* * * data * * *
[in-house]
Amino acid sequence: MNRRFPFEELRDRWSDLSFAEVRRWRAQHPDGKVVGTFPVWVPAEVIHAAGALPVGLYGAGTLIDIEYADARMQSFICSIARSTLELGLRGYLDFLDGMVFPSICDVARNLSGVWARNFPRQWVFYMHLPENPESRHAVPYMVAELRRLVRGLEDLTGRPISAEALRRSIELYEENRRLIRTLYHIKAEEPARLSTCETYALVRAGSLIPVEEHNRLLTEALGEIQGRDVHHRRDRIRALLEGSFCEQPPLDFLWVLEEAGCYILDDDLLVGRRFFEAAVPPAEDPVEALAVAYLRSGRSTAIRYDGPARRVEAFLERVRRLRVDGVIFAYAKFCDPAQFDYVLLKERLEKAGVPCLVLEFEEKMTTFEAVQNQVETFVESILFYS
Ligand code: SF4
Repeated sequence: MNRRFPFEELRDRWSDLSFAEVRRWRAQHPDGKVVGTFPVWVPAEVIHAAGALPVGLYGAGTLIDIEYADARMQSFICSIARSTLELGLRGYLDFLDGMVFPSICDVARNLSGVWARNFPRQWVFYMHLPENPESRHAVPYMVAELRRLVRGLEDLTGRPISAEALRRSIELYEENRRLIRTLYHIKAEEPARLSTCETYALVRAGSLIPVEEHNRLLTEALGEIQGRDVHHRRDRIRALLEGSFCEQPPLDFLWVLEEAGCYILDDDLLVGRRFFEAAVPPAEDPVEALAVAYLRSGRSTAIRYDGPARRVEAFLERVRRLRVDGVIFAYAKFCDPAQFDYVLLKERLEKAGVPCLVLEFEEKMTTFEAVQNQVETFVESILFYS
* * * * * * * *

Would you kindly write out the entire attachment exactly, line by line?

[in-house]
Amino acid sequence: MNRRFPFEELRDRWSDLSFAEVRRWRAQHPDGKVVGTFPVWVPAEVIHAAGALPVGLYGAGTLIDIEYADARMQSFICSIARSTLELGLRGYLDFLDGMVFPSICDVARNLSGVWARNFPRQWVFYMHLPENPESRHAVPYMVAELRRLVRGLEDLTGRPISAEALRRSIELYEENRRLIRTLYHIKAEEPARLSTCETYALVRAGSLIPVEEHNRLLTEALGEIQGRDVHHRRDRIRALLEGSFCEQPPLDFLWVLEEAGCYILDDDLLVGRRFFEAAVPPAEDPVEALAVAYLRSGRSTAIRYDGPARRVEAFLERVRRLRVDGVIFAYAKFCDPAQFDYVLLKERLEKAGVPCLVLEFEEKMTTFEAVQNQVETFVESILFYS
Ligand code: SF4
Repeated sequence: MNRRFPFEELRDRWSDLSFAEVRRWRAQHPDGKVVGTFPVWVPAEVIHAAGALPVGLYGAGTLIDIEYADARMQSFICSIARSTLELGLRGYLDFLDGMVFPSICDVARNLSGVWARNFPRQWVFYMHLPENPESRHAVPYMVAELRRLVRGLEDLTGRPISAEALRRSIELYEENRRLIRTLYHIKAEEPARLSTCETYALVRAGSLIPVEEHNRLLTEALGEIQGRDVHHRRDRIRALLEGSFCEQPPLDFLWVLEEAGCYILDDDLLVGRRFFEAAVPPAEDPVEALAVAYLRSGRSTAIRYDGPARRVEAFLERVRRLRVDGVIFAYAKFCDPAQFDYVLLKERLEKAGVPCLVLEFEEKMTTFEAVQNQVETFVESILFYS